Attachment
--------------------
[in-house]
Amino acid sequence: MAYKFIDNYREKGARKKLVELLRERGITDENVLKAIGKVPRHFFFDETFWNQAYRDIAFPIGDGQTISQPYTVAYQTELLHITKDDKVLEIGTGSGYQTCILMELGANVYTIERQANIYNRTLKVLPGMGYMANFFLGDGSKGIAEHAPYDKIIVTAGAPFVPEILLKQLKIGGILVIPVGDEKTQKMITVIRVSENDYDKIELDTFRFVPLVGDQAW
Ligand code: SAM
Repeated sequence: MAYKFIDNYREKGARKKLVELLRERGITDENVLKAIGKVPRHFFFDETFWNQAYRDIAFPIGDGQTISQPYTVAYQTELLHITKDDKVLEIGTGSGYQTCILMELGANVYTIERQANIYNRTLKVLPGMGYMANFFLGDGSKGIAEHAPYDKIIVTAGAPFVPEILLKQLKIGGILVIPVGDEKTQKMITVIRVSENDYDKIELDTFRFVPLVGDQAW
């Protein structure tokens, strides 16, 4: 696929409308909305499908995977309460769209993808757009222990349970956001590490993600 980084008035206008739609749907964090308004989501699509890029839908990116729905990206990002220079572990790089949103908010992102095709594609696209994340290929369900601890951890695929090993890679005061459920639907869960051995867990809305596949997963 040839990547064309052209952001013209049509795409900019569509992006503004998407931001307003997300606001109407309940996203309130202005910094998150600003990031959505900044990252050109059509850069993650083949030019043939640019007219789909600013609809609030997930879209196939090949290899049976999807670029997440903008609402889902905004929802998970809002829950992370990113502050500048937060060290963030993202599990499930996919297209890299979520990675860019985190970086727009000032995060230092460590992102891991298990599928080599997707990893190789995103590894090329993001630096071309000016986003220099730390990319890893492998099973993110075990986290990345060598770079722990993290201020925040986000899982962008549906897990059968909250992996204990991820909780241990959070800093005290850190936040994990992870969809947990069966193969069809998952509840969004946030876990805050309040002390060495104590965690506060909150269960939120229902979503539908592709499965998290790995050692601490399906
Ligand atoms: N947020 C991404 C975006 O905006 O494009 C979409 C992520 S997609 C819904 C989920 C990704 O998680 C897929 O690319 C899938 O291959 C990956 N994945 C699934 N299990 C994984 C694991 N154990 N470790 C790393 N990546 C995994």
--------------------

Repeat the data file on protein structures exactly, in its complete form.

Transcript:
[in-house]
Amino acid sequence: MAYKFIDNYREKGARKKLVELLRERGITDENVLKAIGKVPRHFFFDETFWNQAYRDIAFPIGDGQTISQPYTVAYQTELLHITKDDKVLEIGTGSGYQTCILMELGANVYTIERQANIYNRTLKVLPGMGYMANFFLGDGSKGIAEHAPYDKIIVTAGAPFVPEILLKQLKIGGILVIPVGDEKTQKMITVIRVSENDYDKIELDTFRFVPLVGDQAW
Ligand code: SAM
Repeated sequence: MAYKFIDNYREKGARKKLVELLRERGITDENVLKAIGKVPRHFFFDETFWNQAYRDIAFPIGDGQTISQPYTVAYQTELLHITKDDKVLEIGTGSGYQTCILMELGANVYTIERQANIYNRTLKVLPGMGYMANFFLGDGSKGIAEHAPYDKIIVTAGAPFVPEILLKQLKIGGILVIPVGDEKTQKMITVIRVSENDYDKIELDTFRFVPLVGDQAW
């Protein structure tokens, strides 16, 4: 696929409308909305499908995977309460769209993808757009222990349970956001590490993600 980084008035206008739609749907964090308004989501699509890029839908990116729905990206990002220079572990790089949103908010992102095709594609696209994340290929369900601890951890695929090993890679005061459920639907869960051995867990809305596949997963 040839990547064309052209952001013209049509795409900019569509992006503004998407931001307003997300606001109407309940996203309130202005910094998150600003990031959505900044990252050109059509850069993650083949030019043939640019007219789909600013609809609030997930879209196939090949290899049976999807670029997440903008609402889902905004929802998970809002829950992370990113502050500048937060060290963030993202599990499930996919297209890299979520990675860019985190970086727009000032995060230092460590992102891991298990599928080599997707990893190789995103590894090329993001630096071309000016986003220099730390990319890893492998099973993110075990986290990345060598770079722990993290201020925040986000899982962008549906897990059968909250992996204990991820909780241990959070800093005290850190936040994990992870969809947990069966193969069809998952509840969004946030876990805050309040002390060495104590965690506060909150269960939120229902979503539908592709499965998290790995050692601490399906
Ligand atoms: N947020 C991404 C975006 O905006 O494009 C979409 C992520 S997609 C819904 C989920 C990704 O998680 C897929 O690319 C899938 O291959 C990956 N994945 C699934 N299990 C994984 C694991 N154990 N470790 C790393 N990546 C995994």